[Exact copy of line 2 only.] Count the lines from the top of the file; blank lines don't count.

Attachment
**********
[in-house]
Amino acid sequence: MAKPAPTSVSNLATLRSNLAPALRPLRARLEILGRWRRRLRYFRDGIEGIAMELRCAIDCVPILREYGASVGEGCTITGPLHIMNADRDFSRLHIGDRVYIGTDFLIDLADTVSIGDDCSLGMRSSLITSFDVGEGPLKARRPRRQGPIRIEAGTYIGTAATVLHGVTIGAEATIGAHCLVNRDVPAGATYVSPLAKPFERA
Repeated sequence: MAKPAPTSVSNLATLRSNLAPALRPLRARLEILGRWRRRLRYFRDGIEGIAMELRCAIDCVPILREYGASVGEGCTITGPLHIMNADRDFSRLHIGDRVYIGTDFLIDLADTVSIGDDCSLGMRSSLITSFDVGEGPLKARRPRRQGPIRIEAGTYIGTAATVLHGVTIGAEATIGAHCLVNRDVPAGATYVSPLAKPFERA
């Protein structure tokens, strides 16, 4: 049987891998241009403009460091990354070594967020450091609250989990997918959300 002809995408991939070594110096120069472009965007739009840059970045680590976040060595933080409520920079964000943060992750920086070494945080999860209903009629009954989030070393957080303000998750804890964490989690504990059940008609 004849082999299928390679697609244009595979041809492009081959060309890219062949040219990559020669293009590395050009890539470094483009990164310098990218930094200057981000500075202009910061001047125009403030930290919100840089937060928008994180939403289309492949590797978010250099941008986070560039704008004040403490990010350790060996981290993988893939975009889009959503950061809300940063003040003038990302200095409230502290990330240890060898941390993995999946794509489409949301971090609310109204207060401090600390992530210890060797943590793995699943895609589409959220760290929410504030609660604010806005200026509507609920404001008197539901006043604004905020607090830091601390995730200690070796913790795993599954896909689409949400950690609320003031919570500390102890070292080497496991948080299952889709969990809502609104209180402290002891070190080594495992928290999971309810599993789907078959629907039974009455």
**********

Amino acid sequence: MAKPAPTSVSNLATLRSNLAPALRPLRARLEILGRWRRRLRYFRDGIEGIAMELRCAIDCVPILREYGASVGEGCTITGPLHIMNADRDFSRLHIGDRVYIGTDFLIDLADTVSIGDDCSLGMRSSLITSFDVGEGPLKARRPRRQGPIRIEAGTYIGTAATVLHGVTIGAEATIGAHCLVNRDVPAGATYVSPLAKPFERA